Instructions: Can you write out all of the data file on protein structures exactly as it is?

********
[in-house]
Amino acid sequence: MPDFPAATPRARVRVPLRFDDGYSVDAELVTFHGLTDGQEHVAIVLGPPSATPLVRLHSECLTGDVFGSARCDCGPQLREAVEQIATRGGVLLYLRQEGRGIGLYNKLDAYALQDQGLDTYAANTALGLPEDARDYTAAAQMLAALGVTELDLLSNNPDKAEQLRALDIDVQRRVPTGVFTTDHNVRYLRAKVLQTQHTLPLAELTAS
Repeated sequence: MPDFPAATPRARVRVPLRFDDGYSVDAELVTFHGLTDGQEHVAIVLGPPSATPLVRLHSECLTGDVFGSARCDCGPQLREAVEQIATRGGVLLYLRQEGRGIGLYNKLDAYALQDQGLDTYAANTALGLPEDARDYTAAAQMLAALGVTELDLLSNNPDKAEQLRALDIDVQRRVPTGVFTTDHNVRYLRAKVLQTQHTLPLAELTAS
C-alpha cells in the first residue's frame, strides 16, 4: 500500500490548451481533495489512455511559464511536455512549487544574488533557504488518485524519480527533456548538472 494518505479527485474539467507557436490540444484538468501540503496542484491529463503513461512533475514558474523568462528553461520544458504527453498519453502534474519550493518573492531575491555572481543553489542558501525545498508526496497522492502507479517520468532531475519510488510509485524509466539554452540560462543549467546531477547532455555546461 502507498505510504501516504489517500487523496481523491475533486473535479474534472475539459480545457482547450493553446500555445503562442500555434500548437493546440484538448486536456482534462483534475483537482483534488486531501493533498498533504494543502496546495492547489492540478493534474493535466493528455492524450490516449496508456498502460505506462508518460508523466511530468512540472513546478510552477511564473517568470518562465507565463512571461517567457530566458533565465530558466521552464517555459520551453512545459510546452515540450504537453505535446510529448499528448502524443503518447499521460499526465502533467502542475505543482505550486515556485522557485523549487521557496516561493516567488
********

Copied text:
[in-house]
Amino acid sequence: MPDFPAATPRARVRVPLRFDDGYSVDAELVTFHGLTDGQEHVAIVLGPPSATPLVRLHSECLTGDVFGSARCDCGPQLREAVEQIATRGGVLLYLRQEGRGIGLYNKLDAYALQDQGLDTYAANTALGLPEDARDYTAAAQMLAALGVTELDLLSNNPDKAEQLRALDIDVQRRVPTGVFTTDHNVRYLRAKVLQTQHTLPLAELTAS
Repeated sequence: MPDFPAATPRARVRVPLRFDDGYSVDAELVTFHGLTDGQEHVAIVLGPPSATPLVRLHSECLTGDVFGSARCDCGPQLREAVEQIATRGGVLLYLRQEGRGIGLYNKLDAYALQDQGLDTYAANTALGLPEDARDYTAAAQMLAALGVTELDLLSNNPDKAEQLRALDIDVQRRVPTGVFTTDHNVRYLRAKVLQTQHTLPLAELTAS
C-alpha cells in the first residue's frame, strides 16, 4: 500500500490548451481533495489512455511559464511536455512549487544574488533557504488518485524519480527533456548538472 494518505479527485474539467507557436490540444484538468501540503496542484491529463503513461512533475514558474523568462528553461520544458504527453498519453502534474519550493518573492531575491555572481543553489542558501525545498508526496497522492502507479517520468532531475519510488510509485524509466539554452540560462543549467546531477547532455555546461 502507498505510504501516504489517500487523496481523491475533486473535479474534472475539459480545457482547450493553446500555445503562442500555434500548437493546440484538448486536456482534462483534475483537482483534488486531501493533498498533504494543502496546495492547489492540478493534474493535466493528455492524450490516449496508456498502460505506462508518460508523466511530468512540472513546478510552477511564473517568470518562465507565463512571461517567457530566458533565465530558466521552464517555459520551453512545459510546452515540450504537453505535446510529448499528448502524443503518447499521460499526465502533467502542475505543482505550486515556485522557485523549487521557496516561493516567488